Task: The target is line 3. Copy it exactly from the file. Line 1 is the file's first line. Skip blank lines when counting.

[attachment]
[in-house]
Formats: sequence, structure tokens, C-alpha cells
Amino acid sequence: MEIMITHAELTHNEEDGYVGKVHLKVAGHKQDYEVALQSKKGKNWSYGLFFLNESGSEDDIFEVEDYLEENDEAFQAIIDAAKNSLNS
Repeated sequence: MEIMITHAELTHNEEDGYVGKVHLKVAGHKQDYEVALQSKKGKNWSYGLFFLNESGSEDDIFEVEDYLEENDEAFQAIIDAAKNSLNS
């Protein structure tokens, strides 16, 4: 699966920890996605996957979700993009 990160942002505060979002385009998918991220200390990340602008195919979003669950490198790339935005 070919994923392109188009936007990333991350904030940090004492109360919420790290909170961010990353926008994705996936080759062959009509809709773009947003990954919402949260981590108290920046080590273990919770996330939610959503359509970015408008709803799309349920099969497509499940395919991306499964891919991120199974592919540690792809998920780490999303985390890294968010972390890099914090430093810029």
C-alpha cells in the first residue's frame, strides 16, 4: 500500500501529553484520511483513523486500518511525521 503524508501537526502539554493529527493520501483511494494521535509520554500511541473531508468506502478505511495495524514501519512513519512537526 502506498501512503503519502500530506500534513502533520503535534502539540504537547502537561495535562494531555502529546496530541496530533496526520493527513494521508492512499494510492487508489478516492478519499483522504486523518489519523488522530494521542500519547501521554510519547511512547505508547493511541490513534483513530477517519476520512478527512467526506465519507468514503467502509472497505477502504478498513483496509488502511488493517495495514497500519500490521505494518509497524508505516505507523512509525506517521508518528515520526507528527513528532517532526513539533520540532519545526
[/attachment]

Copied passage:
Amino acid sequence: MEIMITHAELTHNEEDGYVGKVHLKVAGHKQDYEVALQSKKGKNWSYGLFFLNESGSEDDIFEVEDYLEENDEAFQAIIDAAKNSLNS